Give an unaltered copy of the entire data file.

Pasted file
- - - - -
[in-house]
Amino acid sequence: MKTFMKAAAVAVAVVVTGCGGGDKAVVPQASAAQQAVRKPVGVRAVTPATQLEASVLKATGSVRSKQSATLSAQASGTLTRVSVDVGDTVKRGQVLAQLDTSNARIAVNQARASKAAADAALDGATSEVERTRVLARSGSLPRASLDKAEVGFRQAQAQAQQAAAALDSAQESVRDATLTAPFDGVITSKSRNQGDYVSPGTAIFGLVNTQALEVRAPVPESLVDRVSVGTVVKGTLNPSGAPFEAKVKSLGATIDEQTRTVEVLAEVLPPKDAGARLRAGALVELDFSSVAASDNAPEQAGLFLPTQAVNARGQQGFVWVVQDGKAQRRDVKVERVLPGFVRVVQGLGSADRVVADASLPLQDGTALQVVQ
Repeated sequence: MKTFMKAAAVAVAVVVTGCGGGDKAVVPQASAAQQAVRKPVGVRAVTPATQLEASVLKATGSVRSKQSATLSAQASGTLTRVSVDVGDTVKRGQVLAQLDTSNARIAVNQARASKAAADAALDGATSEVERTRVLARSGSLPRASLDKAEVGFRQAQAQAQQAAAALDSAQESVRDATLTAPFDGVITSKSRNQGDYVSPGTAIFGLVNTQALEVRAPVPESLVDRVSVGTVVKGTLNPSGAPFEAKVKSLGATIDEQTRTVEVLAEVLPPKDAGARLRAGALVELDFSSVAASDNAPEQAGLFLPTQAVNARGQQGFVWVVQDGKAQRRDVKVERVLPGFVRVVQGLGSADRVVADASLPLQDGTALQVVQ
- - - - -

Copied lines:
[in-house]
Amino acid sequence: MKTFMKAAAVAVAVVVTGCGGGDKAVVPQASAAQQAVRKPVGVRAVTPATQLEASVLKATGSVRSKQSATLSAQASGTLTRVSVDVGDTVKRGQVLAQLDTSNARIAVNQARASKAAADAALDGATSEVERTRVLARSGSLPRASLDKAEVGFRQAQAQAQQAAAALDSAQESVRDATLTAPFDGVITSKSRNQGDYVSPGTAIFGLVNTQALEVRAPVPESLVDRVSVGTVVKGTLNPSGAPFEAKVKSLGATIDEQTRTVEVLAEVLPPKDAGARLRAGALVELDFSSVAASDNAPEQAGLFLPTQAVNARGQQGFVWVVQDGKAQRRDVKVERVLPGFVRVVQGLGSADRVVADASLPLQDGTALQVVQ
Repeated sequence: MKTFMKAAAVAVAVVVTGCGGGDKAVVPQASAAQQAVRKPVGVRAVTPATQLEASVLKATGSVRSKQSATLSAQASGTLTRVSVDVGDTVKRGQVLAQLDTSNARIAVNQARASKAAADAALDGATSEVERTRVLARSGSLPRASLDKAEVGFRQAQAQAQQAAAALDSAQESVRDATLTAPFDGVITSKSRNQGDYVSPGTAIFGLVNTQALEVRAPVPESLVDRVSVGTVVKGTLNPSGAPFEAKVKSLGATIDEQTRTVEVLAEVLPPKDAGARLRAGALVELDFSSVAASDNAPEQAGLFLPTQAVNARGQQGFVWVVQDGKAQRRDVKVERVLPGFVRVVQGLGSADRVVADASLPLQDGTALQVVQ